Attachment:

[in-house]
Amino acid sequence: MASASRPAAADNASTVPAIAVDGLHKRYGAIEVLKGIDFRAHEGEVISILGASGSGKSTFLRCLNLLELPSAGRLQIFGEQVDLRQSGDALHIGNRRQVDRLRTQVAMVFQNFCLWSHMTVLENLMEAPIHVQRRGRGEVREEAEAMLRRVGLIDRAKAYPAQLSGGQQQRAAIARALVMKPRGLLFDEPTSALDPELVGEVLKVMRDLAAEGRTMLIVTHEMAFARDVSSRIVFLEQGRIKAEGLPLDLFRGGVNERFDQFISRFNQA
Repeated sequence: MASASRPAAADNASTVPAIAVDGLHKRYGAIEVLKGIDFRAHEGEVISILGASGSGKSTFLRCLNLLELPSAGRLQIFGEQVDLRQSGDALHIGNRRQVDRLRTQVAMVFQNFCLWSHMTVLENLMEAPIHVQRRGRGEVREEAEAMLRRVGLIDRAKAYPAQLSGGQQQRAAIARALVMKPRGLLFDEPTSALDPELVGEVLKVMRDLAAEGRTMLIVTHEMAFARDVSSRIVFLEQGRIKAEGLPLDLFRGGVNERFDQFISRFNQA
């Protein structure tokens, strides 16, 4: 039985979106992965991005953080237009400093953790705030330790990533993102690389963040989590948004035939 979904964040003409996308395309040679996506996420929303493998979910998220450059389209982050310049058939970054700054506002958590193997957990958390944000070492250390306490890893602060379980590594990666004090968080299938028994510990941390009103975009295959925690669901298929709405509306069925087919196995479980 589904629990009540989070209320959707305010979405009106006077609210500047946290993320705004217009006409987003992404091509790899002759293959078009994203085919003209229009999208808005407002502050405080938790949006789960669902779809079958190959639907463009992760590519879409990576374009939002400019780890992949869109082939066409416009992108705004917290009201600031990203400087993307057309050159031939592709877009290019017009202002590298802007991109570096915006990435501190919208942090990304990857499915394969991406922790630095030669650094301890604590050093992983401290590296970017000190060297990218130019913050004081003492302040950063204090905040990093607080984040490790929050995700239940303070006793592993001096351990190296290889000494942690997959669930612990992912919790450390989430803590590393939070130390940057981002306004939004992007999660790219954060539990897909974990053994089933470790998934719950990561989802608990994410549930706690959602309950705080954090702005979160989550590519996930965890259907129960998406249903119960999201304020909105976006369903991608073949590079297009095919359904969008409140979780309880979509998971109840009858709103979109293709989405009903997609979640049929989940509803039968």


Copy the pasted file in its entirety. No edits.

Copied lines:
[in-house]
Amino acid sequence: MASASRPAAADNASTVPAIAVDGLHKRYGAIEVLKGIDFRAHEGEVISILGASGSGKSTFLRCLNLLELPSAGRLQIFGEQVDLRQSGDALHIGNRRQVDRLRTQVAMVFQNFCLWSHMTVLENLMEAPIHVQRRGRGEVREEAEAMLRRVGLIDRAKAYPAQLSGGQQQRAAIARALVMKPRGLLFDEPTSALDPELVGEVLKVMRDLAAEGRTMLIVTHEMAFARDVSSRIVFLEQGRIKAEGLPLDLFRGGVNERFDQFISRFNQA
Repeated sequence: MASASRPAAADNASTVPAIAVDGLHKRYGAIEVLKGIDFRAHEGEVISILGASGSGKSTFLRCLNLLELPSAGRLQIFGEQVDLRQSGDALHIGNRRQVDRLRTQVAMVFQNFCLWSHMTVLENLMEAPIHVQRRGRGEVREEAEAMLRRVGLIDRAKAYPAQLSGGQQQRAAIARALVMKPRGLLFDEPTSALDPELVGEVLKVMRDLAAEGRTMLIVTHEMAFARDVSSRIVFLEQGRIKAEGLPLDLFRGGVNERFDQFISRFNQA
């Protein structure tokens, strides 16, 4: 039985979106992965991005953080237009400093953790705030330790990533993102690389963040989590948004035939 979904964040003409996308395309040679996506996420929303493998979910998220450059389209982050310049058939970054700054506002958590193997957990958390944000070492250390306490890893602060379980590594990666004090968080299938028994510990941390009103975009295959925690669901298929709405509306069925087919196995479980 589904629990009540989070209320959707305010979405009106006077609210500047946290993320705004217009006409987003992404091509790899002759293959078009994203085919003209229009999208808005407002502050405080938790949006789960669902779809079958190959639907463009992760590519879409990576374009939002400019780890992949869109082939066409416009992108705004917290009201600031990203400087993307057309050159031939592709877009290019017009202002590298802007991109570096915006990435501190919208942090990304990857499915394969991406922790630095030669650094301890604590050093992983401290590296970017000190060297990218130019913050004081003492302040950063204090905040990093607080984040490790929050995700239940303070006793592993001096351990190296290889000494942690997959669930612990992912919790450390989430803590590393939070130390940057981002306004939004992007999660790219954060539990897909974990053994089933470790998934719950990561989802608990994410549930706690959602309950705080954090702005979160989550590519996930965890259907129960998406249903119960999201304020909105976006369903991608073949590079297009095919359904969008409140979780309880979509998971109840009858709103979109293709989405009903997609979640049929989940509803039968």